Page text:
The title of Canadian guitarist Harris Newman’s fourth solo record raises a question or two. Who or what has been decorated, and how? Since it was mostly recorded — with admirable presence — using one guitar, a couple microphones, and a minimum of overdubs, I don’t think he’s referring to the recording process itself.
Perhaps he’s drawing attention to the places where the strike of picks on strings are as present as the actual ringing of the notes, such as the swirl of reverberation that wraps around his lap steel flourishes on “Blues for Vilhelm” and the low-flying slide swoops on “I Need a Quarter to Call the Ambulance?” Or maybe he’s acknowledging the vibrant racket that radiates outward from the gnarled churn that he and drummer Eric Craven whip up on the record’s sole electric rock number, “Thee Opera House Stomp?”
The title track brings to mind a more subtle yet essential decoration. On that, and several other tracks, Newman’s composing sounds like it has been dictated by the need to limit elaboration to whatever he can work into his picking patterns in real time without tripping them up.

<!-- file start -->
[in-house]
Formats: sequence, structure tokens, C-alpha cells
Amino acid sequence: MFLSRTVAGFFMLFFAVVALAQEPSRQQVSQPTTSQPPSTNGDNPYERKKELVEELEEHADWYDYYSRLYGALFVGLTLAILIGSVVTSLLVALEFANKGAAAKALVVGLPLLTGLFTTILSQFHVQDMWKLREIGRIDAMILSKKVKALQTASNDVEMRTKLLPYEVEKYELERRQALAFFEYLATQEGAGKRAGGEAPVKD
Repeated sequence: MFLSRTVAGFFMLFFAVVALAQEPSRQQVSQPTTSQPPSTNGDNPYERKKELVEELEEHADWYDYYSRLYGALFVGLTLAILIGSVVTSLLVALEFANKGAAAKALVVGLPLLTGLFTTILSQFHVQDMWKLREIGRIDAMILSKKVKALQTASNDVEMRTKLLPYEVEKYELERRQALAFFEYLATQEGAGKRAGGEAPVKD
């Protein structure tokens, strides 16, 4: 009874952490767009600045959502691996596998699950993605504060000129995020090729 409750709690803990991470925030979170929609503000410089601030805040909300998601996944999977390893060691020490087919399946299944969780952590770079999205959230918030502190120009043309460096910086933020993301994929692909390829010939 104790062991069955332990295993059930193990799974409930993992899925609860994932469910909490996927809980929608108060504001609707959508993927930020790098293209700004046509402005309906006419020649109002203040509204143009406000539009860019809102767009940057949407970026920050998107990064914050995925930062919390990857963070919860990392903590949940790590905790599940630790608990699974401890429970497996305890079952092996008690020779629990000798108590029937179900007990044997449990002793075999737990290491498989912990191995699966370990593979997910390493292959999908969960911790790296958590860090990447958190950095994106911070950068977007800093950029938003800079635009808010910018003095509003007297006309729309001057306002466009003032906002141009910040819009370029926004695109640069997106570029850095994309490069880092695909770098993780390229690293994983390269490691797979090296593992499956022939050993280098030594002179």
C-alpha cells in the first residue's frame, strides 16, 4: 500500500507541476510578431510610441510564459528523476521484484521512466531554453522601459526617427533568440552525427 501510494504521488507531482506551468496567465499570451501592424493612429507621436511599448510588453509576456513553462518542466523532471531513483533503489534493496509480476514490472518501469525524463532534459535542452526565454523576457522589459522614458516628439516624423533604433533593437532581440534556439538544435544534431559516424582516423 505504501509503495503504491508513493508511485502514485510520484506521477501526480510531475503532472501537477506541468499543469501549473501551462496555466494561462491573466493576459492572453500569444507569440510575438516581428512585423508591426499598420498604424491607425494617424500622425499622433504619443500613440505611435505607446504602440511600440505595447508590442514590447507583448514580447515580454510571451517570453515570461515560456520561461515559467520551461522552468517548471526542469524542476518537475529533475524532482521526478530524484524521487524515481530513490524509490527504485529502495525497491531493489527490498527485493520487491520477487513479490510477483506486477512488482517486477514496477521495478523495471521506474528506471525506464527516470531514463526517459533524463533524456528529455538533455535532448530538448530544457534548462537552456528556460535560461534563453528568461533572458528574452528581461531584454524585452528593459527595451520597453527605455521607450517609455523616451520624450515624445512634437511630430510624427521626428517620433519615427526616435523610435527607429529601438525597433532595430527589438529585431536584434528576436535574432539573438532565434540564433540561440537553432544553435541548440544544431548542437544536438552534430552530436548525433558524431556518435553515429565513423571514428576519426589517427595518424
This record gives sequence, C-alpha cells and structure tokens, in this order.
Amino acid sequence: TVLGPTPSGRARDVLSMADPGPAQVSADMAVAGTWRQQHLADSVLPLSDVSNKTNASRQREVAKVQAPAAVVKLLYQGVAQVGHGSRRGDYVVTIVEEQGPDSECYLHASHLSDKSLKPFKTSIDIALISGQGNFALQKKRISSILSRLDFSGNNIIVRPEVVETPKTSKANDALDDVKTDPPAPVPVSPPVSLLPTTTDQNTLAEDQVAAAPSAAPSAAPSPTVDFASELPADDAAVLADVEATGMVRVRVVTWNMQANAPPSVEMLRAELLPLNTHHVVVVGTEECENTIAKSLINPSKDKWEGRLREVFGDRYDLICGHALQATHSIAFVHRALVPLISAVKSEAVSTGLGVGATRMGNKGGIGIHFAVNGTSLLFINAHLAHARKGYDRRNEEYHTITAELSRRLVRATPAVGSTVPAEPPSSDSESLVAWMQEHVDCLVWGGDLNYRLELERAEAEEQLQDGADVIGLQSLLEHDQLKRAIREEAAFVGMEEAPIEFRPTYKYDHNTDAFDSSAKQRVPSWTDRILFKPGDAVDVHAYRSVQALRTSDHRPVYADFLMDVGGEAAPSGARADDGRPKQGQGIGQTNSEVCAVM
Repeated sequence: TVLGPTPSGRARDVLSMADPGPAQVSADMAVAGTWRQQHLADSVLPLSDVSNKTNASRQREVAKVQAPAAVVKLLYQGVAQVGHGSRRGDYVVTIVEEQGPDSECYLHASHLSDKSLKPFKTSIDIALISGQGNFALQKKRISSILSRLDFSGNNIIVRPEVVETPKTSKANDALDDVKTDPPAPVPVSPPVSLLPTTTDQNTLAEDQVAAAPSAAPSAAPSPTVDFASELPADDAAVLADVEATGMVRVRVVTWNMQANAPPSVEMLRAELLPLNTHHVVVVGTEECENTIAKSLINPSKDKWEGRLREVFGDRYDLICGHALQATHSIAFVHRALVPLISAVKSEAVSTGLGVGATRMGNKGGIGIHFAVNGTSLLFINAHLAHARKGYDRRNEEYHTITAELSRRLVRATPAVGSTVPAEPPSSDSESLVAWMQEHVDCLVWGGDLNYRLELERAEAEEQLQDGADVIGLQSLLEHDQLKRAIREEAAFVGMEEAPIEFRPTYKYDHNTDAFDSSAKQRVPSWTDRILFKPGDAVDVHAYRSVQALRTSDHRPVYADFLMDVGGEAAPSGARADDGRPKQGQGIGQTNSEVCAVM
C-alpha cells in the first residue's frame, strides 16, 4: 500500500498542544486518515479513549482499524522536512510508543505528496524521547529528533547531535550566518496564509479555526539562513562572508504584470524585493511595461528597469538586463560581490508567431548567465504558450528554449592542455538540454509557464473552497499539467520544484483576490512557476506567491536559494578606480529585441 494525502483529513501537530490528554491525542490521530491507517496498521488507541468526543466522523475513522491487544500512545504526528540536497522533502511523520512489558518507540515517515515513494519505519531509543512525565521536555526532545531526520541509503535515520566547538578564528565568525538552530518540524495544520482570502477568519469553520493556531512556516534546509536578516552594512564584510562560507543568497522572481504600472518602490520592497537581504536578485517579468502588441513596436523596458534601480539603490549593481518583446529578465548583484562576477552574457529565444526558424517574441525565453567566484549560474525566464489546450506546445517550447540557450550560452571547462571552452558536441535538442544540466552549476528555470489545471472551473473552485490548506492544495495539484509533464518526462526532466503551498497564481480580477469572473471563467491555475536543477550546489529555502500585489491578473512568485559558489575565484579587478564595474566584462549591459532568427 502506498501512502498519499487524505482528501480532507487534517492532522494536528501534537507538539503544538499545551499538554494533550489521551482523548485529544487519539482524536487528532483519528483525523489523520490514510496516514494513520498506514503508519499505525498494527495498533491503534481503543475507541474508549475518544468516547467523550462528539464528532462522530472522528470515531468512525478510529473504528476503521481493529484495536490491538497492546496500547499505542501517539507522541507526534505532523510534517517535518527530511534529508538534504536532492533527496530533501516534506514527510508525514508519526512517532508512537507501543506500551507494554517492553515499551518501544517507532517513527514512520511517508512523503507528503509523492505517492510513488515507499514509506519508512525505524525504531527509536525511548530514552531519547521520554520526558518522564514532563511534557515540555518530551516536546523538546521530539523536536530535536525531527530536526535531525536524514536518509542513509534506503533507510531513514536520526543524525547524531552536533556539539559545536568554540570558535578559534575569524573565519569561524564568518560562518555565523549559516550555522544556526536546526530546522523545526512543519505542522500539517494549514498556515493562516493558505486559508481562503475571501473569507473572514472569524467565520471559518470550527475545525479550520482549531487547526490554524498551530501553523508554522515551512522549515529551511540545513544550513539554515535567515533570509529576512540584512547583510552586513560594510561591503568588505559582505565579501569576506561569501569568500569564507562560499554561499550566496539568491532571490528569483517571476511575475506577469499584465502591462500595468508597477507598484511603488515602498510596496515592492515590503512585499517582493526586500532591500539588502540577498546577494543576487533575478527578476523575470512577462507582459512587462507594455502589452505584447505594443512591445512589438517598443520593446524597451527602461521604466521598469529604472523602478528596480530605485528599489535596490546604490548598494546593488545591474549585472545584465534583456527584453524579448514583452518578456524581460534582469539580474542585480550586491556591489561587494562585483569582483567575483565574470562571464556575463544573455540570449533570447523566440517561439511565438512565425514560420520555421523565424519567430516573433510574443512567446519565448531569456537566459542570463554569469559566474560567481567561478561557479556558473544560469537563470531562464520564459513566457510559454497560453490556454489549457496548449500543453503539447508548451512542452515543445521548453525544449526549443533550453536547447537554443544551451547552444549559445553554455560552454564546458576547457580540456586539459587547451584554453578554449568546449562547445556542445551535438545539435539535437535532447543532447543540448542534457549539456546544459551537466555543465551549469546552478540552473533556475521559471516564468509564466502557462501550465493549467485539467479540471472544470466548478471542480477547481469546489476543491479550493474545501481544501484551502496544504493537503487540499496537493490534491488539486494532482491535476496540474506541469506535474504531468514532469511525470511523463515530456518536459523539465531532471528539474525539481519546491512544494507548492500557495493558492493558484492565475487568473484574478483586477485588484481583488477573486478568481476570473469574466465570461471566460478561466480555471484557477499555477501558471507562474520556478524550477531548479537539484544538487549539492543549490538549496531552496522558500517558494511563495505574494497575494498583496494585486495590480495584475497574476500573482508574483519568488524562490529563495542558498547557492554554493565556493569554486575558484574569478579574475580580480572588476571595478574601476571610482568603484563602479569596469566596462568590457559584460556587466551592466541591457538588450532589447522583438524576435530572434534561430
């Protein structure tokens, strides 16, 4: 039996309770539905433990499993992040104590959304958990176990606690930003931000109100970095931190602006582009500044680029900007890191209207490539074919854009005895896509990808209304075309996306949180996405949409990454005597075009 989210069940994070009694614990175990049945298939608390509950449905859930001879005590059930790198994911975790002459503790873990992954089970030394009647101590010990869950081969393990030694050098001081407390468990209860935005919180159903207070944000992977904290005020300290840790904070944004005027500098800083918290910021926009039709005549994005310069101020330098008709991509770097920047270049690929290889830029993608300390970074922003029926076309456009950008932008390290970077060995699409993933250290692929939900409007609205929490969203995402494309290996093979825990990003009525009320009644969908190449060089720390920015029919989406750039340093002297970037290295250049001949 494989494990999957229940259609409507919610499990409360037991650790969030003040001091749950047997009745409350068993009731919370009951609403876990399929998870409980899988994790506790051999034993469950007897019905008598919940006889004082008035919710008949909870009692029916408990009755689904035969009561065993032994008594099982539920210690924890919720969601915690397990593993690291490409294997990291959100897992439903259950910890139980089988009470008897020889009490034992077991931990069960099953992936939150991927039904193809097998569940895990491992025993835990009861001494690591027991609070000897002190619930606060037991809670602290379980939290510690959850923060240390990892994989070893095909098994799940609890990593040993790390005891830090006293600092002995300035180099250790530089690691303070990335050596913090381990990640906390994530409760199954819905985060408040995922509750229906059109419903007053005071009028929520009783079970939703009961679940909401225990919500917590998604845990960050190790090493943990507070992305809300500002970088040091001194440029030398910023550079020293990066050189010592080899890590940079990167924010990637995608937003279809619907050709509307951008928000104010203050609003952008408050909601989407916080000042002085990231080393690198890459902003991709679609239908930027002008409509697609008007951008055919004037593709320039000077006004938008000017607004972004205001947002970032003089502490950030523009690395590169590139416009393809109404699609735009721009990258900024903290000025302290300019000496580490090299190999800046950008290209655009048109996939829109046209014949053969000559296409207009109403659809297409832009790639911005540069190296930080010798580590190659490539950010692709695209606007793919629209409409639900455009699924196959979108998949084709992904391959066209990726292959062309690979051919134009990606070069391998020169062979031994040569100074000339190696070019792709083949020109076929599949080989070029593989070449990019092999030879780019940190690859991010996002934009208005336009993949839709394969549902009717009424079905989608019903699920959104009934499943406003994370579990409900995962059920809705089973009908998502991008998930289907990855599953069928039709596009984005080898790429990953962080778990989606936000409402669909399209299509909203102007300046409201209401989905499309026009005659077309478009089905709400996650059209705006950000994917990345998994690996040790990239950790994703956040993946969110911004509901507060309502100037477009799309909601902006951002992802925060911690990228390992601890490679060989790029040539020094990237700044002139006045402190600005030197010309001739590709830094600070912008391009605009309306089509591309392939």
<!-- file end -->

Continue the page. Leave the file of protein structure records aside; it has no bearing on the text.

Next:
His website bears the legend “Neurotic fingerstyle guitar,” and it’s an apt description. It also implies the effect a single error can have – his tightly wound, accelerating figures spiral inward, as tense and reiterative as a conversation about serial numbers with an OCD-suffering record collector; one wrongly-placed note and it could all fall apart. So it’s the deliberately simple decoration and thoughtful elaboration of a piece like “The Malarial Two-Step” (not neurotic in the least) that makes it so involving and inviting.
By Bill Meyer